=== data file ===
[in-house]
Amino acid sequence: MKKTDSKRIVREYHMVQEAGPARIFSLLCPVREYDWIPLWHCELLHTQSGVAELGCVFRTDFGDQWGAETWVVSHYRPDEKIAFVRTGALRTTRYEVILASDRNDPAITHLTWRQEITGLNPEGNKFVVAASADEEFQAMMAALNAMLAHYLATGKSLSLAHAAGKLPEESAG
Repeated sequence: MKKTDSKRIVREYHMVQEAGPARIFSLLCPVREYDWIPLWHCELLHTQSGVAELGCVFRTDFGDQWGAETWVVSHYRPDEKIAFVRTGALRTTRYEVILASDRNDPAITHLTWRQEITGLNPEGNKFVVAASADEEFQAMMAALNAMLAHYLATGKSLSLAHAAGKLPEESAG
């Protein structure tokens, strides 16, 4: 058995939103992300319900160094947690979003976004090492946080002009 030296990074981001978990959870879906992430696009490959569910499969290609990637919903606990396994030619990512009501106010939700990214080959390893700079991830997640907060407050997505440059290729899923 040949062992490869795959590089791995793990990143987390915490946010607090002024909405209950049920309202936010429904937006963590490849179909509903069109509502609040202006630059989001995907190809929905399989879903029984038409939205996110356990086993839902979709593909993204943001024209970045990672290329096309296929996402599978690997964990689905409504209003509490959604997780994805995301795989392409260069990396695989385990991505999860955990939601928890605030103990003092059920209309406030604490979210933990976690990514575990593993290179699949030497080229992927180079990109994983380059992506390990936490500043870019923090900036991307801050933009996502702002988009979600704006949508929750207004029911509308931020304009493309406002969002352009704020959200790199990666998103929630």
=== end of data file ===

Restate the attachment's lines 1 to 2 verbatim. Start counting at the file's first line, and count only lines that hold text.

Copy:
[in-house]
Amino acid sequence: MKKTDSKRIVREYHMVQEAGPARIFSLLCPVREYDWIPLWHCELLHTQSGVAELGCVFRTDFGDQWGAETWVVSHYRPDEKIAFVRTGALRTTRYEVILASDRNDPAITHLTWRQEITGLNPEGNKFVVAASADEEFQAMMAALNAMLAHYLATGKSLSLAHAAGKLPEESAG